Children who are read to beginning at a very young age have had the habit of reading instilled upon them. Bedtime stories are great because great adventures can take place allowing the child to imagine what's going on in the book. As they get older, they will realize that books really can take them anywhere, just like Dr. Seuss says!
- Explore what kinds of books interest each child:
Children's interest in subject matters varies so different from child to child. It may take a little time, but explore the types of books that your child likes most. I remember a few years ago, my son wanted to only bring home books from the school library on topics such as Monster Trucks, Hot Wheels, Reptiles, Space, and many others. They were mostly non-fiction books, but he would sit and look and read them front to back in one sitting. A few weeks later, the same book might come home, but he was interested in those. Once a week, we'd go to the county library and we'd find some fun fiction books together. While my daughter was searching for her next novel to tackle, my son and I would read a few books together before checking out the ones we choose.
- Get your child his or her own library card when they can write their name:
Kids LOVE to feel independent! The card itself might have to reside in your wallet, but watch how proud your child is when he uses his own library card to check out books! You can bet Little Johnny will be excited to go to the library again and again!
- Consult the AR BookFinder for reading levels and AR point values, set goals, reward for goals achieved:
Many schools across the US use the Accelerated Reading (AR) Program to help monitor the practice of reading. Each book included in the program not only has a reading level, but an associated point value based on the complexity of the book. Many of the early reader books for K-2 are 0.5 point books. Chapter books start getting into the 1.0+ range with many being 3-4 points per book at the 3-5th grade levels. I believe most schools will be able to tell you what your child's reading level is as well as the lowest and maximum levels for which he should strive to read within based on his current skills.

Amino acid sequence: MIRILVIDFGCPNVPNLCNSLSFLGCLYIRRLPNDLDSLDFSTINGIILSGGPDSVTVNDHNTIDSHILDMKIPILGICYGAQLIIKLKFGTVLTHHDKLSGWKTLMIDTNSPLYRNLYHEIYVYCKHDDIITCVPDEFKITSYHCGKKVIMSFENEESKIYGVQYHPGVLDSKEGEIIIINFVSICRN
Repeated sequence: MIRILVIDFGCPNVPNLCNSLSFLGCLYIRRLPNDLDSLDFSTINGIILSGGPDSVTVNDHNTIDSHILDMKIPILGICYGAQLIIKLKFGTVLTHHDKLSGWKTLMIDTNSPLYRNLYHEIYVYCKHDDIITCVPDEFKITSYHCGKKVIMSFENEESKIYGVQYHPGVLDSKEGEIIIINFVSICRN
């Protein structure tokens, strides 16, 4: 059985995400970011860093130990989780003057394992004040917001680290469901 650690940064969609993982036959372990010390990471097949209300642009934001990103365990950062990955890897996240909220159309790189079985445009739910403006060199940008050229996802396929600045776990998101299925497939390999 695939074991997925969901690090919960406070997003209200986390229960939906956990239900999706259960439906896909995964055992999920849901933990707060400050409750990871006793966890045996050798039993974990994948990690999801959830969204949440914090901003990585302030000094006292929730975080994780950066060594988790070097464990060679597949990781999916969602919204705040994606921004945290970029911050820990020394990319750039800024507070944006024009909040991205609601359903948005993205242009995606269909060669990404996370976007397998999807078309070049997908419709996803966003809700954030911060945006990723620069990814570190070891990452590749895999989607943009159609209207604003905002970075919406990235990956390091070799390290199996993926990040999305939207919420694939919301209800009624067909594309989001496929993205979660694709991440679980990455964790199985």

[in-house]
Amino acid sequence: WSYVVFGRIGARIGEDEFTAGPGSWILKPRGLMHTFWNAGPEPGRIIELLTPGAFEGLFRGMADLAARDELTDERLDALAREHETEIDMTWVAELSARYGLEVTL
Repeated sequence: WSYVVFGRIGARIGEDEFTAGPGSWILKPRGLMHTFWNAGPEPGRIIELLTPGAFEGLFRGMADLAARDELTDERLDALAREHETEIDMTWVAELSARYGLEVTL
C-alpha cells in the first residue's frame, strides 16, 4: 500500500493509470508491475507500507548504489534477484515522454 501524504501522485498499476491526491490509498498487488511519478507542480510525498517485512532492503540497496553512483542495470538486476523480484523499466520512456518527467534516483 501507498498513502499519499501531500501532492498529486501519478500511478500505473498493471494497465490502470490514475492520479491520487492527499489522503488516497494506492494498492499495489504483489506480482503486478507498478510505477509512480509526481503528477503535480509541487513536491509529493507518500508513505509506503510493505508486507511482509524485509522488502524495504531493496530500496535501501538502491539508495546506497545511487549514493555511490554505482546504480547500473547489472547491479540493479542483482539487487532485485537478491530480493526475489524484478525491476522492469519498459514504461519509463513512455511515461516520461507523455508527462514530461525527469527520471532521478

Many times at the beginning of the year or at the start of a new marking period, the child or the teacher may set a goal for the child to reach. Teachers often challenge the students to make their AR point goal and many teachers give the students some type of reward. I always challenged my kids a bit higher than their goal and rewarded with with something small, but special (for my son, it was a Hot Wheels car).
The AR Bookfinder is a website that you can use to search for books by title, author, ISBN, interest level, book reading level, as well as other criteria. It's free to use, and it will display the results with the associated book level (BL) and AR Points, and most also include ratings. Spanish books will also be listed unless excluded in the search. There is also an app available in iTunes called LevelFinder which seems to have most of the English books loaded.
- Make up reading games for kids:
Whether you're traveling on a road trip or just around town, make up games such as Sign Bingo or Word Scavenger Hunt that the kids can play. Get creative! Kids will never know they're learning because they're having so much fun!
- Set time aside for reading:
Be sure to set aside time each day in the family calendar for reading. This can be a time for you to read to your child, your child to read to you, taking turns reading to each other, or time for both of you to read your own books.
- Discuss the book with your child:
Whether you read with your child or your child reads independently, take an interest in what she is reading. If she's not sure of a word, explain it to her or if you don't know, look it up. Ask him questions, his favorite part, his favorite characters, and ask him to retell a favorite part to you in his own words. This encourages reading comprehension and helps to build their vocabulary. It also strengthens the reading bond you two will continue to share.
 Clark, C. (2012) Children’s and Young People’s Reading Today: Findings from the 2011 National Literacy Trust’s annual survey. Retrieved from http://www.literacytrust.org.uk/assets/0001/4543/Young_people_s_reading_FINAL_REPORT.pdf